• 36% of COVID-19 patients with a psychiatric diagnosis died within two weeks of hospitalization, compared with 15% of those with no such diagnosis.
  • 41% of patients with mental illness died within three weeks, compared with 22% of those without.
  • The four-week mortality rate was 45% for those with a diagnosed psychiatric condition and 32% for those without.

The findings were published online Sept. 30 in JAMA Network Open.

These results are “not entirely surprising, because we know individuals with psychiatric illness have shorter life expectancy and are more prone to illness in general,” said Brittany LeMonda, a senior neuropsychologist at Lenox Hill Hospital in New York City.

Potential explanations for this difference include both the biological and the behavioral.

People with psychiatric problems have basic differences in their brain chemicals that can alter the way their bodies respond to an infection, Li said.

For example, they tend to have higher levels of stress hormones that promote inflammation and weaken the immune system.

“If there’s already differences in your biology because of the prior psychiatric diagnosis, that might make you more vulnerable to respond to the stress that’s being caused by COVID on multiple body organs,” Li said.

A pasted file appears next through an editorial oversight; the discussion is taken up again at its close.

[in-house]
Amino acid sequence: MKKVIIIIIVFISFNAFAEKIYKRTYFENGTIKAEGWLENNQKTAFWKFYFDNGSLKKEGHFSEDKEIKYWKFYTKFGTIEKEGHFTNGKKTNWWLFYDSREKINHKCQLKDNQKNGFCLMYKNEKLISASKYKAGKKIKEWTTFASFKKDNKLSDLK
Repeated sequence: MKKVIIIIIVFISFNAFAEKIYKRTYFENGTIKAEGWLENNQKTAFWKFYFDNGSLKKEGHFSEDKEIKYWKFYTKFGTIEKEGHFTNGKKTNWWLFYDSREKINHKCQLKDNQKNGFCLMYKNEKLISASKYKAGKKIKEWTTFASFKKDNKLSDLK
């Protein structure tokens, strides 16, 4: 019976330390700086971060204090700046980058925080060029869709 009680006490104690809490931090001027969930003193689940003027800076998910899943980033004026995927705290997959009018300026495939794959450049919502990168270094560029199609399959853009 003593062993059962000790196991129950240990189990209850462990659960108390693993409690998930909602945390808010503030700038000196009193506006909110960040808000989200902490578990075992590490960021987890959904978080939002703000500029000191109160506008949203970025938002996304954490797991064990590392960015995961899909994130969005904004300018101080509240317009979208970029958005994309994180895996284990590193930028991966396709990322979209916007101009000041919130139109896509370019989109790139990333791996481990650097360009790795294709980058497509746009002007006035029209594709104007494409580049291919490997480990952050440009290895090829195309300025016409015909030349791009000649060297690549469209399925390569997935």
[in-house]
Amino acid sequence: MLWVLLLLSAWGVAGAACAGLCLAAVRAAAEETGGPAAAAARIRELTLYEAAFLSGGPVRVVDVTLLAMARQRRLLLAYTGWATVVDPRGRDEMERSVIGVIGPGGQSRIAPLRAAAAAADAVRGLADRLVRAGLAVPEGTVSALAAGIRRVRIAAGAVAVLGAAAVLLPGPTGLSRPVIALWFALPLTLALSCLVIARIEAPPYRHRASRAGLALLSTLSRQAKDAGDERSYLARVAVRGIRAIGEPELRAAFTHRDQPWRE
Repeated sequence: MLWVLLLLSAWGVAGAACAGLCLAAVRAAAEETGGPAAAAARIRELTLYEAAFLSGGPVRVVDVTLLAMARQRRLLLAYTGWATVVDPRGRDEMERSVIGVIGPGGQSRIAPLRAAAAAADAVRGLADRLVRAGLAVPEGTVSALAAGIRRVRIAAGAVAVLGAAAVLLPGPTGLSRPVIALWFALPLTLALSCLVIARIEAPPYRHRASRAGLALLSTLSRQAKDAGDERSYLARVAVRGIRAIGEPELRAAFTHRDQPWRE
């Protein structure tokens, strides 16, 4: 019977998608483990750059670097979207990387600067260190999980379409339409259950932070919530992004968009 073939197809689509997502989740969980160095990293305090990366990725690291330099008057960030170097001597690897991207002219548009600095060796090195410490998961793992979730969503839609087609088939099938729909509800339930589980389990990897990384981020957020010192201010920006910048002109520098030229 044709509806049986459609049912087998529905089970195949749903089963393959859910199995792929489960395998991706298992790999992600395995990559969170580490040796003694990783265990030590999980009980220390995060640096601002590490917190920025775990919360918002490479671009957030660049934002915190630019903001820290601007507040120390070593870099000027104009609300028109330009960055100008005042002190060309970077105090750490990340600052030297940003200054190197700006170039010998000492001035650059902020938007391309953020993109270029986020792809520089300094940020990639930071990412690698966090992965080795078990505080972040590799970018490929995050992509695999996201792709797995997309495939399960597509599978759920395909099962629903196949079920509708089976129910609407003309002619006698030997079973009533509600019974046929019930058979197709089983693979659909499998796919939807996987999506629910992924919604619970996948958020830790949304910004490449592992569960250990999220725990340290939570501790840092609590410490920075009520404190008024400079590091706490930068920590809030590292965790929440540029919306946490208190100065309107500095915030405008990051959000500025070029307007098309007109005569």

However, LeMonda added, it’s also true that people struggling with a mood disorder, Alzheimer’s or psychosis are less able to care for their health properly.

“Individuals with psychiatric illness tend to make poorer health decisions,” LeMonda said. “They’re more likely to have a poor diet, not exercise, have interrupted sleep. They’re more likely to engage in negative coping strategies like smoking cigarettes or consuming alcohol, using drugs. All these things can not only increase inflammation, but also reduce our immune system and make us more prone to illness in general.”

The mentally ill are also more likely to be homeless or living in a shelter, which increases their risk of contracting COVID-19, LeMonda added.

When the researchers controlled for other factors that influence COVID’s death risk — health problems like obesity or diabetes, hospital location, and demographics — people with psychiatric problems still had a 50% increased risk of dying from their coronavirus infection.

Because people with mental illness don’t care for themselves in normal times, it’s also much less likely that they will adhere to practices like wearing masks and social distancing in the age of COVID-19, LeMonda noted.

Public health officials face a dual challenge with these folks — both treating their mental illness and impressing upon them the need to avoid COVID-19 infection.

“It’s a larger public health issue to try not only to educate, but also provide mental health treatment that would theoretically help to reduce the rate of illness,” LeMonda said.